HSBC participated in a total of 11 transactions at MLA level across all GCC markets, accounting for a deal flow of just over $1,000 million – well outstripping its nearest rival. Second place was taken by Calyon, which moves up the table for the second year running and joined 11 regional financings – beating national rivals BNP Paribas and Societe Generale.
The traditional regional heavyweights continued to dominate, but 2005 was notable for the increased lending appetite of other institutions. ABN Amro, which was absent from 2004’s top 15, came in at number three, on the back of deals in Oman, Qatar, Saudi Arabia and the UAE. It was one of the three initial MLAs underwriting $500 million on the $1,500 million Sohar Aluminium Company financing, as well as being among the core MLAs on the landmark $2,500 million Shuaibah independent power and water project (IWPP) in Saudi Arabia.
Royal Bank of Scotland’s lending appetite also increased considerably in 2005, moving it up to eighth position from 15th. And while this was heavily influenced by participation in the mega Qatari deals on which it advised, the bank also joined transactions in Oman and the UAE. Its appearance among the recently appointed MLA group for the Tasnee cracker project in Saudi Arabia suggests the bank will be looking seriously at the raft of further deals due to come out of the kingdom in 2006.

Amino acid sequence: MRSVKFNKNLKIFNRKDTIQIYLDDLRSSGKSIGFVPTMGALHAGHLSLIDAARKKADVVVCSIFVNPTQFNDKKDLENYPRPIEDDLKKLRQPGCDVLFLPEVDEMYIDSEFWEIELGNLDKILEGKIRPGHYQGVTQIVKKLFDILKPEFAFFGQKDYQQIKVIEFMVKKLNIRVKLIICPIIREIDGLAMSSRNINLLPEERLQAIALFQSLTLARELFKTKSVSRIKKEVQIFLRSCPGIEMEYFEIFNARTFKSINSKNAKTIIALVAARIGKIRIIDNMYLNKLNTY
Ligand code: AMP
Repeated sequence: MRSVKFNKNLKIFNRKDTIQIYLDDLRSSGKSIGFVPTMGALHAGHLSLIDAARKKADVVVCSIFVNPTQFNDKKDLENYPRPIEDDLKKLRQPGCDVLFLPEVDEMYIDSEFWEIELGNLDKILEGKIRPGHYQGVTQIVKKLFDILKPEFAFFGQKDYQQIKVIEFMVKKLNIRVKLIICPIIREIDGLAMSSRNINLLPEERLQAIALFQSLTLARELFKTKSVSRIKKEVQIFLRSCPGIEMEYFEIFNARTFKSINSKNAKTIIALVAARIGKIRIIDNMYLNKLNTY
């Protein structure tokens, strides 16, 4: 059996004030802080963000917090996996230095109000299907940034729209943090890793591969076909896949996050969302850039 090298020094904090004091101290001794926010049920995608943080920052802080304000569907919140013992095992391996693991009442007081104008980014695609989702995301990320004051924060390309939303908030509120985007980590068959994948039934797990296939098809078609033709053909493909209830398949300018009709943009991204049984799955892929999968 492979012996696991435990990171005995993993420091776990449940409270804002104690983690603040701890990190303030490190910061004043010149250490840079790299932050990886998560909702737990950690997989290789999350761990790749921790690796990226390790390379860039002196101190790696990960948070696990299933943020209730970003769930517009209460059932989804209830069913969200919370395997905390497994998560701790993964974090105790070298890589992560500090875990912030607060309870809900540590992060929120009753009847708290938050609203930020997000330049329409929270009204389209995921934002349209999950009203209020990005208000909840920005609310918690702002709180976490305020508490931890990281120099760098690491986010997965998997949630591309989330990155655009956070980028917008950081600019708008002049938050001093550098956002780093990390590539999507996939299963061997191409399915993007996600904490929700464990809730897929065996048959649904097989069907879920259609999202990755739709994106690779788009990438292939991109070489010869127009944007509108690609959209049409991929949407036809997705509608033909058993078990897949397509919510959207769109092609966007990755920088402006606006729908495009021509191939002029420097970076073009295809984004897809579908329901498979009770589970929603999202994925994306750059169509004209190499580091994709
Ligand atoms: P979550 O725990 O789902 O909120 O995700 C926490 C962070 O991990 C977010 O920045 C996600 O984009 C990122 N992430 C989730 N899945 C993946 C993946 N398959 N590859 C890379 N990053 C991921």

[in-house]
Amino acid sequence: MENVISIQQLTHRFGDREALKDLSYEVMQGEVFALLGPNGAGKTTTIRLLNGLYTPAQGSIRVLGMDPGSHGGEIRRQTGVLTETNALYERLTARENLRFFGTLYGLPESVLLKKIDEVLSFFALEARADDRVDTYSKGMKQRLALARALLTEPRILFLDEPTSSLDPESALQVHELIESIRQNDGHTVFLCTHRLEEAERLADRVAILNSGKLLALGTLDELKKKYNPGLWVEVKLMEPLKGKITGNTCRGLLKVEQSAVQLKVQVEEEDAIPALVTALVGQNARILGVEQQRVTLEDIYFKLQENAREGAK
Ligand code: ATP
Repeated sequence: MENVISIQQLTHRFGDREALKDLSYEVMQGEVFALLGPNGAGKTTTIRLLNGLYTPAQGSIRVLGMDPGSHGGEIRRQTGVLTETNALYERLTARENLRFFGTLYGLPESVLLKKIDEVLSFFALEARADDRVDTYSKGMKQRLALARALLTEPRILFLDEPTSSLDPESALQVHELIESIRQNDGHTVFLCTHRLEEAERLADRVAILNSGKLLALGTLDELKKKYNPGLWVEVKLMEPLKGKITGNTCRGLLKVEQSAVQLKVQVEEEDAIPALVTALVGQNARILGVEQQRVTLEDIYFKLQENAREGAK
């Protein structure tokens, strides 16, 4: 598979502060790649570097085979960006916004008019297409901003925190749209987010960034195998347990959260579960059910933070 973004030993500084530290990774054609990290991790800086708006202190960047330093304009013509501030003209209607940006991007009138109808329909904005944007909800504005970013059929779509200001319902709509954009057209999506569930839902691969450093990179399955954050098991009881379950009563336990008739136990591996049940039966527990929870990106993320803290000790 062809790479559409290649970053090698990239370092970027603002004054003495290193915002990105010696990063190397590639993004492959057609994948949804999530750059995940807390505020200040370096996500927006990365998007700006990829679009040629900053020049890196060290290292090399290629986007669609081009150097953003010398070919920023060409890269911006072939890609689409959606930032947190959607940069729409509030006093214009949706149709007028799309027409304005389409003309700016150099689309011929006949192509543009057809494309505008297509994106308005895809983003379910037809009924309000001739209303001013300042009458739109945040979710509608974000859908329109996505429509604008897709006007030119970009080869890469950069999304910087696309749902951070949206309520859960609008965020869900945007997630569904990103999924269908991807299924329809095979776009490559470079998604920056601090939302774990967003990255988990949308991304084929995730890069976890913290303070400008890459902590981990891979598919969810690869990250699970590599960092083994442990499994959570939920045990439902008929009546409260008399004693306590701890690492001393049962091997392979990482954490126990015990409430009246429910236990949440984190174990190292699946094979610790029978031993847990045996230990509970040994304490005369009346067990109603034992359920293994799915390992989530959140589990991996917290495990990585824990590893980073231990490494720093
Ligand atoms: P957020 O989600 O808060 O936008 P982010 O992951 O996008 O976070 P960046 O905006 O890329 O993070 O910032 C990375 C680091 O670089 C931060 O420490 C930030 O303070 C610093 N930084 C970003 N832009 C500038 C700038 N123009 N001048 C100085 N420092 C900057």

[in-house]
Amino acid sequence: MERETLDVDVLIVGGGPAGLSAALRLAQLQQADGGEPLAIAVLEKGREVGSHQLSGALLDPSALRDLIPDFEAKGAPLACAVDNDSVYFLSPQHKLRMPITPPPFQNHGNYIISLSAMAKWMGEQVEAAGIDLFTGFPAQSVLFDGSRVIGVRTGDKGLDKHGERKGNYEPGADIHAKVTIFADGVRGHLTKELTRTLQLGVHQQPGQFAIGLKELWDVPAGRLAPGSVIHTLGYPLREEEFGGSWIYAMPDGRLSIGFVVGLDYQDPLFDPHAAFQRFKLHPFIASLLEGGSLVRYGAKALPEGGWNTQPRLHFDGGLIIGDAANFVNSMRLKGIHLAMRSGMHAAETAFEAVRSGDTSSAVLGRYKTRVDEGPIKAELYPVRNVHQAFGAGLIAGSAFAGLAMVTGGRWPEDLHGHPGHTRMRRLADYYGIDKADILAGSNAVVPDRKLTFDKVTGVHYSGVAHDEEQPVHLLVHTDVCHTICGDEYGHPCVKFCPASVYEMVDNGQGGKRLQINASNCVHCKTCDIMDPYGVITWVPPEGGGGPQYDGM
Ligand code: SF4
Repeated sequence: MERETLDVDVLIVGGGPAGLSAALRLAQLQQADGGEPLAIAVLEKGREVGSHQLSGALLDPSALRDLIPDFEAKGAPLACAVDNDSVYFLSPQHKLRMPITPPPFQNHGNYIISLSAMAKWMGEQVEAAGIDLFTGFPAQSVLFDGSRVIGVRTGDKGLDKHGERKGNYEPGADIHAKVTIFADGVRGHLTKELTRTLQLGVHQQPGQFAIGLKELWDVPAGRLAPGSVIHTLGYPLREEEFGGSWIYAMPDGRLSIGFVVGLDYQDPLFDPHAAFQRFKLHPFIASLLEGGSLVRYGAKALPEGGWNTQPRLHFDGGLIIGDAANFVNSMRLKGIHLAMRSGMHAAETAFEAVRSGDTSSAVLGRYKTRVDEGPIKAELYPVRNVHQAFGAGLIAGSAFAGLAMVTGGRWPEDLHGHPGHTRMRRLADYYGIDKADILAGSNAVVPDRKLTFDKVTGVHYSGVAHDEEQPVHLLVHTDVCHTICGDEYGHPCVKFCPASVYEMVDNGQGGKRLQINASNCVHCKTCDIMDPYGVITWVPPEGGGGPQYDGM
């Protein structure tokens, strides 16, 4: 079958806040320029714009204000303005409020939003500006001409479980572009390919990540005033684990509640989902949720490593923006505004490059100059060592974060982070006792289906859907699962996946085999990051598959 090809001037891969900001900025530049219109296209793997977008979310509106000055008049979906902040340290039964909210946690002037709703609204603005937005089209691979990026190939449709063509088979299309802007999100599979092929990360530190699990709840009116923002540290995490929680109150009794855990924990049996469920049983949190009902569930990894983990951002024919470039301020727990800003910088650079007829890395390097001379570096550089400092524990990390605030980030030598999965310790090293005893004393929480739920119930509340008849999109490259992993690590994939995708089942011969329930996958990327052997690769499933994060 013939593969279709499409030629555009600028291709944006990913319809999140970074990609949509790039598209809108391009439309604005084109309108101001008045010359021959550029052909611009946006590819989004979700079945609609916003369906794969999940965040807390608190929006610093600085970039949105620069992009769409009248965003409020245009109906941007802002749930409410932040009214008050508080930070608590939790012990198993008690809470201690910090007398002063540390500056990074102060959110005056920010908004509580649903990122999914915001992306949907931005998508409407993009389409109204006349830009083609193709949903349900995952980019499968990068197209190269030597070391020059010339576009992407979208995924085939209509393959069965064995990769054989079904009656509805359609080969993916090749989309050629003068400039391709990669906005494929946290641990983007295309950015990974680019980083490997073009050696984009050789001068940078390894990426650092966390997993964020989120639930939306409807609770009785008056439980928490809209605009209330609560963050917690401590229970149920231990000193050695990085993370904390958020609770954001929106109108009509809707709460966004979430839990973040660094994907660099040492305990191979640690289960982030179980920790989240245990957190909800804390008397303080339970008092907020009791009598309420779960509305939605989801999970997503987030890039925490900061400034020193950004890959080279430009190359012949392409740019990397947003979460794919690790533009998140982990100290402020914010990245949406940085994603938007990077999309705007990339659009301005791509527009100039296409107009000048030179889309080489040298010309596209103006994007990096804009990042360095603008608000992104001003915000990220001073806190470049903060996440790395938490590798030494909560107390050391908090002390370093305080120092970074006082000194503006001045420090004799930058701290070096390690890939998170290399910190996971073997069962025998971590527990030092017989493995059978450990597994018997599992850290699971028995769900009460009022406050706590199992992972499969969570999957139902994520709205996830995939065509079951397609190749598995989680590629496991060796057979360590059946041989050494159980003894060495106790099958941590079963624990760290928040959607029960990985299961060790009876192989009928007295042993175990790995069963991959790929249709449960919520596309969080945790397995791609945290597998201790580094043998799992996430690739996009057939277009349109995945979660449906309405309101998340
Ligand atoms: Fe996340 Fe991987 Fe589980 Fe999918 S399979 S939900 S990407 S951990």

The Japanese banks returned to form after a comparative dip in prominence in 2004, reflecting partly the heavy involvement of Japanese companies in GCC projects, particularly in the power and petrochemicals sectors. Sumitomo-Mitsui Banking Corporation did twice the number of deals last year, while Bank of Tokyo-Mitsubishi UFJ was also more active. But the biggest change was in the position of Mizuho Financial Group. The bank dropped out of the top 15 arrangers altogether in 2004, but leapt to fifth in the 2005 rankings, doing 10 deals.
Narrowing marginsThe number of European banks in GCC financings is constantly growing, as institutions seek to offset narrowing margins at home. WestLB – which, as the deals concluded since the turn of the year have shown, is becoming an increasingly ubiquitous name – appears in the table at number 14. And among those just outside the leading 15, German institutions are also prominent.
An expanding landscape of lending banks is one of the major trends in the GCC market. Some banks are tempted into specific sectors, such as liquefied natural gas (LNG), while others are attracted by the region’s general economic buoyancy and shrinking margins at home. The ‘National Bank of Greece phenomenon,’ which saw a previous stranger to the region unexpectedly contribute a sizeable chunk of cash to the Qatargas II financing, is set to continue.